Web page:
Panchanga is a handpainted almanac used by Indians for ages. Astrologers use this calendar to fix the date for festivals and determine auspicious timings for other events. Panchanga literally means ‘pancha anga’ or ‘five limbs’, referring to the five divisions of time in the luni-solar astronomical year commonly observed in India. These limbs may be the year, month, fortnight, tithi (lunar day), ghatika (divisions of a lunar day), vara (solar day) nakshatra, yoga, and karana. The last three terms refer to the passage of time measured by the movements of the stars.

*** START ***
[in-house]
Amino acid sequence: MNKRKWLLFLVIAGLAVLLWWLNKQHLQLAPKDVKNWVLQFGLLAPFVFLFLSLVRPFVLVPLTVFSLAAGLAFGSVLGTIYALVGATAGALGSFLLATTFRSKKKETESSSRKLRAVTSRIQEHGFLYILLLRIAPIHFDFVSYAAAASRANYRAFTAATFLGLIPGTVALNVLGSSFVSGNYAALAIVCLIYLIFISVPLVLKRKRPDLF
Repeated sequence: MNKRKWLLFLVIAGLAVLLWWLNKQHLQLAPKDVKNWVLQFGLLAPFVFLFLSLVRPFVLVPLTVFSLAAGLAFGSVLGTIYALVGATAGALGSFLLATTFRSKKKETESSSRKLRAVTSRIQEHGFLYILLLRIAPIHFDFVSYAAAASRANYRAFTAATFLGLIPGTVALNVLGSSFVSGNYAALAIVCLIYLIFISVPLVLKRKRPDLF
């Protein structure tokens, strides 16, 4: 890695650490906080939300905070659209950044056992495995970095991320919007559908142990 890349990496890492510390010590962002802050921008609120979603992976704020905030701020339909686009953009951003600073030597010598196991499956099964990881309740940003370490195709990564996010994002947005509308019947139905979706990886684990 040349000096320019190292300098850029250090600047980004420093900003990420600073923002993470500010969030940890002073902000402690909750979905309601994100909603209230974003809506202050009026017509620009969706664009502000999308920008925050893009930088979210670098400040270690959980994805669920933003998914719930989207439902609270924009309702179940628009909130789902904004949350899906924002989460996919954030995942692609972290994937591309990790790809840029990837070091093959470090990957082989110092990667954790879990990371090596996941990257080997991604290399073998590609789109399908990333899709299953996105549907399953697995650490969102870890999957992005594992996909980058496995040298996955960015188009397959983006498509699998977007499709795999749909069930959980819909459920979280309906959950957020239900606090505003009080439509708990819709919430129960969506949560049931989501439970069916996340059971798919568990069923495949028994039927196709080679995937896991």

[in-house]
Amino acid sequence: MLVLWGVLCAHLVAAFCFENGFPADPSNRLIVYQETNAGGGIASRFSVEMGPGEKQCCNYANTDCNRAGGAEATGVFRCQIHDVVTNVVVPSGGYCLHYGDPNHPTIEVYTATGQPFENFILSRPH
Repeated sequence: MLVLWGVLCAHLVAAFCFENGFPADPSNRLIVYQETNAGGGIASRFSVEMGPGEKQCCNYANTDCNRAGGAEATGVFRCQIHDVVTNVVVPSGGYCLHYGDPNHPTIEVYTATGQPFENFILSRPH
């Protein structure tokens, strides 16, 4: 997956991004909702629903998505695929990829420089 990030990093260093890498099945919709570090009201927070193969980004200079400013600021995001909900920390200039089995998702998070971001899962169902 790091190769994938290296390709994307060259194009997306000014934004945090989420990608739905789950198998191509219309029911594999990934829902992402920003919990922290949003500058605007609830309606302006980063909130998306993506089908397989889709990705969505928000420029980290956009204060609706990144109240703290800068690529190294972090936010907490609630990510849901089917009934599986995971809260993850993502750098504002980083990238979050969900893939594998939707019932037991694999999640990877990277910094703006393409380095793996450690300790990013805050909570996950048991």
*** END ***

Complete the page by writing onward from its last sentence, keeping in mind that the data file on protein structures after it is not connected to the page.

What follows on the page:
Panchanga takes the form of a long, narrow, vertical scroll. It opens with a prayer (stuti) and traditionally has the drawings of the avataras of Vishnu (incarnations of Vishnu), zodiac signs and the nine planets. The main body of this handpainted scroll is devoted to complex numerical diagrams, while the fringes are decorated beautifully. The writing, penned in Devnagari, is black in color. The border illustrations are freely drawn folk images.

Following the folk tradition, panchangas have been made through the ages and show little signs of variation.